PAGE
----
Make a still life photo of objects made up of red, yellow, green and blue colours. Include a grey card in the photo. For a digital version of this exercise convert the image to grayscale in Photoshop using the Image > Adjustments > Black and White option. Create five monochrome versions of the photo. For the neutral, no filter version just accept the default settings for the sliders. I could then choose to either use the sliders to control the brightness for the respective versions, or choose the appropriate preset filter. I chose to go with the preset filter route and created photos with a red, green, yellow and blue filter.
For this exercise I wanted to use objects with bright chromas, but not finding anything suitable at home I delved into the stationery closet at work and found these brightly coloured micro binder clips and quickly proceeded to shoot the images before the day got underway. I just roughly grouped the coloured clips together in their respective colours on a sheet of white paper and put my grey card behind. The grey card is not in sharp focus, but that probably doesn’t matter for the sake of this exercise. Unfortunately I had to shoot at a high ISO as I didn’t have a tripod at work.
I also realised during this exercise that while up until now I have been using the RYB colour wheel, I would have to refer to the RGB one (known as the additive primaries) for this exercise as this is what the software uses. The only post-processing that has been done is just the Image > Adjustments > Black and White and then the selection of the different colour filters. I think my grey card has remained consistent throughout the application of the different filters.
The first step was to take the image into Photoshop and then add a black-white layer adjustment to it. This can be seen in fig 2. No colour adjustments have been made. The default settings can be seen in fig 03. As can be seen there is no difference between the green and red tones once converted to black-and-white.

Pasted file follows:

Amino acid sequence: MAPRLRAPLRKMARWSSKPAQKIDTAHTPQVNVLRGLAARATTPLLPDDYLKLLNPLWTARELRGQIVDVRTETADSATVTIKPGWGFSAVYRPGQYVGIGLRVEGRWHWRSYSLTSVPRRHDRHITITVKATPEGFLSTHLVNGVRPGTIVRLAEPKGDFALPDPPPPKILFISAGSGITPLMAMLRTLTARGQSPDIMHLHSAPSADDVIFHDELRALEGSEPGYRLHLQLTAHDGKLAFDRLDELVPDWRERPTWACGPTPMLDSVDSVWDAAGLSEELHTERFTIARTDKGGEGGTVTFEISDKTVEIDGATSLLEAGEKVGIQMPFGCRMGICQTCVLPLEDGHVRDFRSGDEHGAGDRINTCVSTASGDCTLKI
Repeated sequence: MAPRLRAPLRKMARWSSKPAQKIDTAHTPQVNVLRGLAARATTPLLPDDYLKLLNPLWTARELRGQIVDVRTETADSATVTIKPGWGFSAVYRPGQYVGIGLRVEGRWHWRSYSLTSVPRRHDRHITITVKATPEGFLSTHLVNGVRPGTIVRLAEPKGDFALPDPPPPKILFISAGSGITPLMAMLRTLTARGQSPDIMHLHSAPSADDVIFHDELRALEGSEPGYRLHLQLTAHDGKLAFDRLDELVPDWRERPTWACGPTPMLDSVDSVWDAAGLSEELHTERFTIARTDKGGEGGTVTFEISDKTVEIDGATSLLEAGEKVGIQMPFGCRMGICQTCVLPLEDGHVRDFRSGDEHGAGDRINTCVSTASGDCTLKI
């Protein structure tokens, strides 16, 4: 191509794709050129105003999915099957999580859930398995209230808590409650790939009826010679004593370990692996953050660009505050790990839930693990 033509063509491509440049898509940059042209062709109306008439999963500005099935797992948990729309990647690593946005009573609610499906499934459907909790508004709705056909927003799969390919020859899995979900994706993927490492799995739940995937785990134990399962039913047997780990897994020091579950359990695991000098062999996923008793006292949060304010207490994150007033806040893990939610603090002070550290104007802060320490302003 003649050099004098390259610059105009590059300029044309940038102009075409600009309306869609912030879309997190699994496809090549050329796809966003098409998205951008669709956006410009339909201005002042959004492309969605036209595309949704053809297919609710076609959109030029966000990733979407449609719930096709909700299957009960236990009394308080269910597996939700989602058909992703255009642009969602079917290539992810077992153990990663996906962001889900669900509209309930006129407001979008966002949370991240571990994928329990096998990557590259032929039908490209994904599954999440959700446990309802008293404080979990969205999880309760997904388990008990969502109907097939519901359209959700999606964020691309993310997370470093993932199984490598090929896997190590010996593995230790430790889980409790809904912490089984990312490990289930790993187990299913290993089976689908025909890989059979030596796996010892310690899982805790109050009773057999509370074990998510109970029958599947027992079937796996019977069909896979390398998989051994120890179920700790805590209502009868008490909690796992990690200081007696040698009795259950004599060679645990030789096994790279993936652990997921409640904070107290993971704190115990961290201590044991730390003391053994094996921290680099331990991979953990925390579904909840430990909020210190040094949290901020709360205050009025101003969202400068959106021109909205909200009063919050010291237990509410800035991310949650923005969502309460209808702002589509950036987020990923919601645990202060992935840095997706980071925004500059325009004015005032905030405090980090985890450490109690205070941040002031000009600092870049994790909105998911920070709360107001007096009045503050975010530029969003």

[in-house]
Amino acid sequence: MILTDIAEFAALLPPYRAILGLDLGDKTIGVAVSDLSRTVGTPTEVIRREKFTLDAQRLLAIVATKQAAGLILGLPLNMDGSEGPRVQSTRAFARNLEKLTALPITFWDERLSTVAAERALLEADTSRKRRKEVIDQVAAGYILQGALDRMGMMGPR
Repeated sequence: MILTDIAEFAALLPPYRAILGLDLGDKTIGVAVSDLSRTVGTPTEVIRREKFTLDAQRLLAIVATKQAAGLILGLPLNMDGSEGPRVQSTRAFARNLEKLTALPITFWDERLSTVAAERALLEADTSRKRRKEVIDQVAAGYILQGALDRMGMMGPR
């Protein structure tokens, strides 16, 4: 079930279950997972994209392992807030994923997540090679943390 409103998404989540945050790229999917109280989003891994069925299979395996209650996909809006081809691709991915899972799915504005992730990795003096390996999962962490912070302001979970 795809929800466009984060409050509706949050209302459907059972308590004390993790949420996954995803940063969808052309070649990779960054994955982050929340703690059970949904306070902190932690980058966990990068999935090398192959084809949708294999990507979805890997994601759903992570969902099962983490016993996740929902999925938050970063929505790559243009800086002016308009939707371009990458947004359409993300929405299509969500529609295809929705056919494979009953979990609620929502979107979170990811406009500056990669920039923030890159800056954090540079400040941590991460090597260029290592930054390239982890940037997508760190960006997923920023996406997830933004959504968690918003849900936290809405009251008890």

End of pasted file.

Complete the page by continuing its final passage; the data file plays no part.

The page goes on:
I then took the control image and applied a red filter adjustment layer to it (fig 4). The adjustment settings can be seen in fig 05. The red clips are now quite a lot brighter and so are the yellow ones. The green and blue clips are about the same intensity of shade. The red filter has actually blocked a lot of the light of the blue and green clips.
Next I applied a yellow filter to the control image (fig 06). Adjustments settings can be seen in fig 07. While the tones for the yellow and red clips remained the same as those when the red filter was used, the tones for the blue and green clips show more distinction and it is clear that they are different colours. This is probably to the fact that the yellow filter has a lighter green value (40) than the red filter (-10).
The following filter that was applied was the green filter (fig 08) with the adjustment settings in fig 09. The green filter adds more depth to the red clips, while brightening the green clips. The yellow and blue clips remain the same.
Fig 10 and 11 show the image for the blue filter and settings respectively. The blue filter cuts all values for red, yellow and green rendering the yellow and red clips a solid black. The green clips, however, are a tad brighter than the blue and yellow ones, even though the value is at 0. This is probably due to the fact that the clips are painted with a glossy paint (and paint is a pigment, not light) and therefore, the colour green would contain blue (blue and yellow make green), green being the only secondary colour in the image (according to the RYB colour wheel).
What I have realized while doing this exercise is that while the camera and software use the RGB colour wheel, the objects photographed are created with the RYB colour wheel and this will affect tones when a photo is converted to black-and-white. I also did some rough sketches to work out the colour distribution of each filter according to the filter layer adjustment settings and in each filter the complementary opposite colour is zeroed out. The colour composition of the filters are also analogous as can be seen in my rough sketch.
Freeman, Michael (2007). The Photographer’s Eye: Composition and design for Better Digital Photos. Lewes, England: The Ilex Press.
Prakel, David (2009). Basics Photography 06: Working in Black & White. Lausanne, Switzerland: AVA Publishing SA.